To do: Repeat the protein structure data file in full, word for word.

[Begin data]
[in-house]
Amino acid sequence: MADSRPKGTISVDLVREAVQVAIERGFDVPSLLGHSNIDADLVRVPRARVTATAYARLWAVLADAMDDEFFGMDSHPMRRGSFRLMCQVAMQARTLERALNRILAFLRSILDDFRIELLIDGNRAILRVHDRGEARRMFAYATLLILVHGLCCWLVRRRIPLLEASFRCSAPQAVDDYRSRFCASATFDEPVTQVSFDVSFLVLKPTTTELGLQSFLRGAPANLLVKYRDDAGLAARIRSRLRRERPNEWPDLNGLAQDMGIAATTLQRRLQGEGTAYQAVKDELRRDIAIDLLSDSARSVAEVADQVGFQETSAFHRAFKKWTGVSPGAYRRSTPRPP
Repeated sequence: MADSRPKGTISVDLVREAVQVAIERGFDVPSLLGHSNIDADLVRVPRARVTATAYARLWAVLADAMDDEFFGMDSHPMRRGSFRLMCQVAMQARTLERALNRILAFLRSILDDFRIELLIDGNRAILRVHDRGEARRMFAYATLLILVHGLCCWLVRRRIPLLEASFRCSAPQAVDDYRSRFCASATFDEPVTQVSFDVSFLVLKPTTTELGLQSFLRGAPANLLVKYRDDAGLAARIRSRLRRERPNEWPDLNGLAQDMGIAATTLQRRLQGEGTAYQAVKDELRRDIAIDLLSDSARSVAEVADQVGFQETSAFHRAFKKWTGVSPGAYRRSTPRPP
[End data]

[in-house]
Amino acid sequence: MADSRPKGTISVDLVREAVQVAIERGFDVPSLLGHSNIDADLVRVPRARVTATAYARLWAVLADAMDDEFFGMDSHPMRRGSFRLMCQVAMQARTLERALNRILAFLRSILDDFRIELLIDGNRAILRVHDRGEARRMFAYATLLILVHGLCCWLVRRRIPLLEASFRCSAPQAVDDYRSRFCASATFDEPVTQVSFDVSFLVLKPTTTELGLQSFLRGAPANLLVKYRDDAGLAARIRSRLRRERPNEWPDLNGLAQDMGIAATTLQRRLQGEGTAYQAVKDELRRDIAIDLLSDSARSVAEVADQVGFQETSAFHRAFKKWTGVSPGAYRRSTPRPP
Repeated sequence: MADSRPKGTISVDLVREAVQVAIERGFDVPSLLGHSNIDADLVRVPRARVTATAYARLWAVLADAMDDEFFGMDSHPMRRGSFRLMCQVAMQARTLERALNRILAFLRSILDDFRIELLIDGNRAILRVHDRGEARRMFAYATLLILVHGLCCWLVRRRIPLLEASFRCSAPQAVDDYRSRFCASATFDEPVTQVSFDVSFLVLKPTTTELGLQSFLRGAPANLLVKYRDDAGLAARIRSRLRRERPNEWPDLNGLAQDMGIAATTLQRRLQGEGTAYQAVKDELRRDIAIDLLSDSARSVAEVADQVGFQETSAFHRAFKKWTGVSPGAYRRSTPRPP